LONDON (Reuters) - Indonesia-focused miner Bumi BUMIP.L moved closer to divorcing the Bakrie family that co-founded it, announcing the departure of its Bakrie-supported chief executive and plans to sell its stake in unit Bumi Resources soon.
But, in a statement issued after a Wednesday board meeting, the board indicated it would resist Bakrie plans to unwind the entire venture, saying it had no intention of recommending the sale of its second key asset - a majority stake in Berau Coal - under the terms of a split proposed by the family in October.
Bumi, one of the world’s largest thermal coal exporters, was set up two years ago by financier Nat Rothschild and Indonesia’s politically connected Bakries, who led an operation to reverse Indonesian mining operations into a London shell.
Bumi now looks unlikely to continue in its current form as Rothschild and the Bakries jostle over the company’s future structure. Either of their plans would end an era for a miner that has become emblematic of investors’ worries about governance of foreign resources firms listed in London.
Since its listing in June last year, Bumi shares have fallen by some 75 percent, hit by weak coal prices, shareholder battles and an investigation into alleged wrongdoing at its Indonesian assets. The shares closed down 4.8 percent on Wednesday.
“The board will not be in a position finally to recommend a course of action until regulatory processes are sufficiently advanced, but is working towards a transaction which separates the Bakrie Group from the company and divests the company’s minority interest in Bumi Resources as soon as practical,” the group said in the statement.
Bumi said the board had examined on Wednesday a “near final version” of the long-awaited lawyers’ report into the potential irregularities. The board, it said, did not see from that report the need for material writedowns to the assets in focus, largely early stage exploration projects.
However, the board will separately take a hit on the value of Berau, a “significant” accounting adjustment, due to falling coal prices and the reclassification of other assets.
Bumi also confirmed Bakrie statements in recent weeks that the information that triggered the probe was obtained by the illegal hacking of email, which could affect the group’s ability to use the findings.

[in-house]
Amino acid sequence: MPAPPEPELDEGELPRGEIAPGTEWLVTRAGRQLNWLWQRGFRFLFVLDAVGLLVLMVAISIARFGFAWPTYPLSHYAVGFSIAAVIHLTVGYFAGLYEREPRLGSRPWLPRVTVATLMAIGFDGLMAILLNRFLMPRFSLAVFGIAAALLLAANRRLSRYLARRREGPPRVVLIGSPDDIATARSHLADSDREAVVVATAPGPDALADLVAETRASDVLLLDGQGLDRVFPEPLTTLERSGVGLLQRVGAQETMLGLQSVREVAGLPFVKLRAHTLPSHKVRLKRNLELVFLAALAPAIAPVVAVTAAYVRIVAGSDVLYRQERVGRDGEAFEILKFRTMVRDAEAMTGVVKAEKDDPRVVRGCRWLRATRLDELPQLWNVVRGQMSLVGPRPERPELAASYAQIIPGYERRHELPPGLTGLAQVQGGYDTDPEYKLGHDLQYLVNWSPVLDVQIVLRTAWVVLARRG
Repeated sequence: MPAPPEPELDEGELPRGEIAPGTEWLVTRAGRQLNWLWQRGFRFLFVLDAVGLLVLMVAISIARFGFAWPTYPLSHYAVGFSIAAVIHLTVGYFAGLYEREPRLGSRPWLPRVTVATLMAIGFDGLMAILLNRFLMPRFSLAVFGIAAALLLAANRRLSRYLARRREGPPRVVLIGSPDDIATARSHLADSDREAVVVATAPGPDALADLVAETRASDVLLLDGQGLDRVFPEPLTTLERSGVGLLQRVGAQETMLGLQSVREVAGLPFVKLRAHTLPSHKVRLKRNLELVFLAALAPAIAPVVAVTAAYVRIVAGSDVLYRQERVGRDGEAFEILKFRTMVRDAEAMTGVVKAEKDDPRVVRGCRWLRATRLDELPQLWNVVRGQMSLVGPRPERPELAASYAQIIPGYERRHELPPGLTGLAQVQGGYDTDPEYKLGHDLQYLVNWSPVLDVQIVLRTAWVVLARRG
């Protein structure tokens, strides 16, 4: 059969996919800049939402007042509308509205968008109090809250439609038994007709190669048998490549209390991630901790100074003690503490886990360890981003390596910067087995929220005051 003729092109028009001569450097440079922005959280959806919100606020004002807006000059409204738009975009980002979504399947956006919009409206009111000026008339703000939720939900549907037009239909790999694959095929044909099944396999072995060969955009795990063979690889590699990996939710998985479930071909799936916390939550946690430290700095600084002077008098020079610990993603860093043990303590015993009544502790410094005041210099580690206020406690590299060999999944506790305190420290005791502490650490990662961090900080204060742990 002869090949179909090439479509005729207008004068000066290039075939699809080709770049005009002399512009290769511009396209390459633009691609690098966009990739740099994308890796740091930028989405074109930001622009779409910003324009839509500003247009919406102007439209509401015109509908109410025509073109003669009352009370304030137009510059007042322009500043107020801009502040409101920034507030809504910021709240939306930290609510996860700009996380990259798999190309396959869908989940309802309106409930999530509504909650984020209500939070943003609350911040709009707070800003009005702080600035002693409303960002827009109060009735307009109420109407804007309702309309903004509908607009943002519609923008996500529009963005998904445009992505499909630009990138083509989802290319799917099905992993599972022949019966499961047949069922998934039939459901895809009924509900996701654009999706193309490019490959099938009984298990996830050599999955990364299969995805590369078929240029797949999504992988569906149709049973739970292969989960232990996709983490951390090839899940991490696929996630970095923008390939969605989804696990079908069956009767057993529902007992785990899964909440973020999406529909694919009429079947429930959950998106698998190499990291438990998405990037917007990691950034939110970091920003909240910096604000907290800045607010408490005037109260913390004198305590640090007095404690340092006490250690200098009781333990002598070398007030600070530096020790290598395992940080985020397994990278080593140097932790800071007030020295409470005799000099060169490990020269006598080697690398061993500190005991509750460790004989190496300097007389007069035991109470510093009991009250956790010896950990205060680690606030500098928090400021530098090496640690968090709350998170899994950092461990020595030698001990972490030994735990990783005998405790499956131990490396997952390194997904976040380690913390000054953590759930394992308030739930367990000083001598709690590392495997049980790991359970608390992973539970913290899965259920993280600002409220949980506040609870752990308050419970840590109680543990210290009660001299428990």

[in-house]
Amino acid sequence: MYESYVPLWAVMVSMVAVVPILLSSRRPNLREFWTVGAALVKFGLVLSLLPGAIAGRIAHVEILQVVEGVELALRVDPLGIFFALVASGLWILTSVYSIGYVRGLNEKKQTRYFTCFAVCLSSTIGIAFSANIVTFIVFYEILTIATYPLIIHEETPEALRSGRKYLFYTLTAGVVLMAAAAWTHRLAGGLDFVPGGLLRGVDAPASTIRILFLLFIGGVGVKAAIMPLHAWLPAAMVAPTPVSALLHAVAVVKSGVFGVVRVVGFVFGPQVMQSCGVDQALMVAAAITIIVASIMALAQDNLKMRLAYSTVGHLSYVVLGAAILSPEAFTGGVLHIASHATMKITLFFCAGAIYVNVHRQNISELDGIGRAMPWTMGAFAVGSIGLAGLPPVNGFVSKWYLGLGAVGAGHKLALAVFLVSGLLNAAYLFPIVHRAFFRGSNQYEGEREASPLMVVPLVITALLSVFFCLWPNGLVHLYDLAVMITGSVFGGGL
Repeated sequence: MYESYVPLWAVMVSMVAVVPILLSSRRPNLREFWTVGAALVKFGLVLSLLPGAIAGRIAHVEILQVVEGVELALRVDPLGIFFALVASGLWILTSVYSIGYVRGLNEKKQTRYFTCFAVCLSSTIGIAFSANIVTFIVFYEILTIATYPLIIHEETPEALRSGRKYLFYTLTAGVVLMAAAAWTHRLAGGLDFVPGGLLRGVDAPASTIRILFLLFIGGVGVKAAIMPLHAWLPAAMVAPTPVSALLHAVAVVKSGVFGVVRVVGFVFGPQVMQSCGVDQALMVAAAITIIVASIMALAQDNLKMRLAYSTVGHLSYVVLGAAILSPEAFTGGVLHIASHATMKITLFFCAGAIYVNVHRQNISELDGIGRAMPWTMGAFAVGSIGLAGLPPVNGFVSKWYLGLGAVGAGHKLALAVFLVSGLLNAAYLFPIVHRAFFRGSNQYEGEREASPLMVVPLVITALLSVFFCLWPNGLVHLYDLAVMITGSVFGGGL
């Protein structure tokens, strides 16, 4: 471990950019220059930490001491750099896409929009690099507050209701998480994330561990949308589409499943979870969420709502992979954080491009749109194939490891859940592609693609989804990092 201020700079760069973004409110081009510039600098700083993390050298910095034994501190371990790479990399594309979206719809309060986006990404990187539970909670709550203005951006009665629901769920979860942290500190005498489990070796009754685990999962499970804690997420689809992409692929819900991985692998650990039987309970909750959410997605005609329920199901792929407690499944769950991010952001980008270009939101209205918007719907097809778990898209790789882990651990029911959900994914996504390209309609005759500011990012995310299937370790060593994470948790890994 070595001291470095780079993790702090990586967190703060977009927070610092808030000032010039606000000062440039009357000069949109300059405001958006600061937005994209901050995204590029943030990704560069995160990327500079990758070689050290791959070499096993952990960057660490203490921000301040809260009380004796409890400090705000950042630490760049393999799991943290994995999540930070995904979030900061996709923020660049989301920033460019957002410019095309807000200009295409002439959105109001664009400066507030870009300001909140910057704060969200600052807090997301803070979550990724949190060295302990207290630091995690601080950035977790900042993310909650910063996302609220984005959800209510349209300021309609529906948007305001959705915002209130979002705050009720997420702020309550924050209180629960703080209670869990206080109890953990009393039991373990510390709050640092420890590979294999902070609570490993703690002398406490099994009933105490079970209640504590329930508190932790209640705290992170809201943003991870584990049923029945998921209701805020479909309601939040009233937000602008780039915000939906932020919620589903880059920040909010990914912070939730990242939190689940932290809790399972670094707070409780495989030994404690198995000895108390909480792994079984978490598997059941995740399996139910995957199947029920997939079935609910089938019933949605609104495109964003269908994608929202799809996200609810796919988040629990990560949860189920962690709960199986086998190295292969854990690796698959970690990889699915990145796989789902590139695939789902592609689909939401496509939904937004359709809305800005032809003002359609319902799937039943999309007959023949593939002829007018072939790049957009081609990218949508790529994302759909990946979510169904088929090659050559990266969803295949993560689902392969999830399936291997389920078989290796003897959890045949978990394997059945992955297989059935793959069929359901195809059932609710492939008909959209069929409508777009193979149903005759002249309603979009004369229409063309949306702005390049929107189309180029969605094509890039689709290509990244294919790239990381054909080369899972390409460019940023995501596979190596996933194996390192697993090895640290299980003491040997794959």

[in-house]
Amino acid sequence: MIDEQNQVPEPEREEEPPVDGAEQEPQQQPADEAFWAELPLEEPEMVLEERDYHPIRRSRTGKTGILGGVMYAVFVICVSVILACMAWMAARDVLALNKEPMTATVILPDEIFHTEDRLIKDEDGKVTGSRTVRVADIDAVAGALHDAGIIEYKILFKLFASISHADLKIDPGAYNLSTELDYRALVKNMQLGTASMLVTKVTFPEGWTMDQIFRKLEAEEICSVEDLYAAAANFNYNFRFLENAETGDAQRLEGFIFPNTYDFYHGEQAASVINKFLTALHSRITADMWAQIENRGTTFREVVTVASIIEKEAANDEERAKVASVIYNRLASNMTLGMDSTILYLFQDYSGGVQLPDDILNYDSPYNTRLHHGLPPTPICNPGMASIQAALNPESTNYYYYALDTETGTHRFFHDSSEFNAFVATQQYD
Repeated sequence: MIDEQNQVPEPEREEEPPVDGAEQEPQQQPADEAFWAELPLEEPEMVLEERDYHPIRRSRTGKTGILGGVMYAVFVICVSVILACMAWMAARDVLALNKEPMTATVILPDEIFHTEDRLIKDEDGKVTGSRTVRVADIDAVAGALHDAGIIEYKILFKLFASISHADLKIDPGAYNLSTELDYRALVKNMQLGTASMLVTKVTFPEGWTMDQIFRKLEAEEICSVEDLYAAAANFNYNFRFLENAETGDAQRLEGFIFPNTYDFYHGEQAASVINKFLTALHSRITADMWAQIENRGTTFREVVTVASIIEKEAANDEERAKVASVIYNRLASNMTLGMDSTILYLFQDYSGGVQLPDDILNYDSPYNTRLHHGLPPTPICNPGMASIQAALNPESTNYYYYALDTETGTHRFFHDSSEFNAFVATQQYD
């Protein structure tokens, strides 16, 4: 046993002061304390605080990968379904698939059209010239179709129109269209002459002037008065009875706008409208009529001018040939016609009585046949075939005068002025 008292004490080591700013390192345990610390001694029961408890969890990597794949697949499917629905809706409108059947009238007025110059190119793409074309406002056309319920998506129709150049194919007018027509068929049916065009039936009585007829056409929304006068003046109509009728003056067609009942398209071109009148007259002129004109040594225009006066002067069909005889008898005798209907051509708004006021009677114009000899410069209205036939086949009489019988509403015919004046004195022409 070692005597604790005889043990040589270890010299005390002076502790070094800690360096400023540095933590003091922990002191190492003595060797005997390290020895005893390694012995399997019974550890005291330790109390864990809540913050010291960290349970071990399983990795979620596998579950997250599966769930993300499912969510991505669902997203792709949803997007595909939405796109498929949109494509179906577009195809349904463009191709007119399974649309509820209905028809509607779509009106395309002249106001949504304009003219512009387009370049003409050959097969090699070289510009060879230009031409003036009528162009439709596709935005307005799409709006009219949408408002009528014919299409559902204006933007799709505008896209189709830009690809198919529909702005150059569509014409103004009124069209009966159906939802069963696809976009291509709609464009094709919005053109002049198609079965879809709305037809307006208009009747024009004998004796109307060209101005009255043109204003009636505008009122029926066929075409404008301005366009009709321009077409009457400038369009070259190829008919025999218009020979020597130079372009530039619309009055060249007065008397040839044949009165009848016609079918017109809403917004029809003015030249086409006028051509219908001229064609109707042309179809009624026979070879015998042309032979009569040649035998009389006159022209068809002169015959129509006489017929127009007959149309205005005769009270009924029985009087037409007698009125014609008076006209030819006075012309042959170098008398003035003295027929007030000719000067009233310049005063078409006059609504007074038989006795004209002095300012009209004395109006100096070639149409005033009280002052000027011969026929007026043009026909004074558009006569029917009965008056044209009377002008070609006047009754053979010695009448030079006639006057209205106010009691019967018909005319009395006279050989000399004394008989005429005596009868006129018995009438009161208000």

Relations between the Bakries and Rothschild soured not long after the listing, with the two sides trading blows for months.
The conflict came to a head in September, with news of the allegations of wrongdoing and a probe into operations including Bumi Resources (BUMI.JK), the jewel in the Bakrie crown.
Three weeks after that, the Bakries announced their plan to draw the line under their London venture and unwind Bumi, reacquiring the operating assets they had brought in.
Rothschild then tabled plans to counter that proposal. Under his proposal, new investors would inject cash and all current key Indonesian investors would be bought out, including founding shareholder Rosan Roeslani and Bakrie partner Samin Tan.
According to Wednesday’s statement from the group, neither is willing to sell on the terms proposed.
Rothschild’s proposal, detailed publicly for the first time by Bumi on Wednesday, would have new investors injecting cash into Bumi via a share issue amounting to 25 percent of current share capital.
The Bakries would swap their 23.8 percent stake in Bumi for part of the minority share in Bumi Resources, buying out the remainder of that asset with $278 million in cash. They would then be out of London-listed Bumi, taking the asset.
Roeslani’s Bukit Mutiara and Tan’s Borneo would then sell their stakes, totaling more than a third, at the price paid by new investors for the new shares. Bumi would cut Roeslani out completely by also buying his 4 percent in Berau Coal.
Rothschild said this week he had the support of 11 new and existing investors, including five of the largest institutional shareholders in Bumi, which with his own shares amount to 28 percent of voting rights - potentially a blocking minority.
But the Bakries slammed his plan on Wednesday as “not workable” after the Indonesian shareholders told Bumi they would not back it, leaving only the family’s exit proposal.
Rothschild said in response to the Bumi statement that he was “disappointed” the board had not backed his plan. He said Wednesday’s decisions were evidence the major Indonesian shareholders exerted influence over the board “that is not in the best interests of minority shareholders”.
Bumi’s chief executive, Bakrie veteran Nalin Rathod, will step down at the end of the year, and will be succeeded by former Anglo American executive Nick von Schirnding, now head of corporate affairs.
Reporting by Clara Ferreira-Marques; Editing by Elaine Hardcastle and Nick Zieminski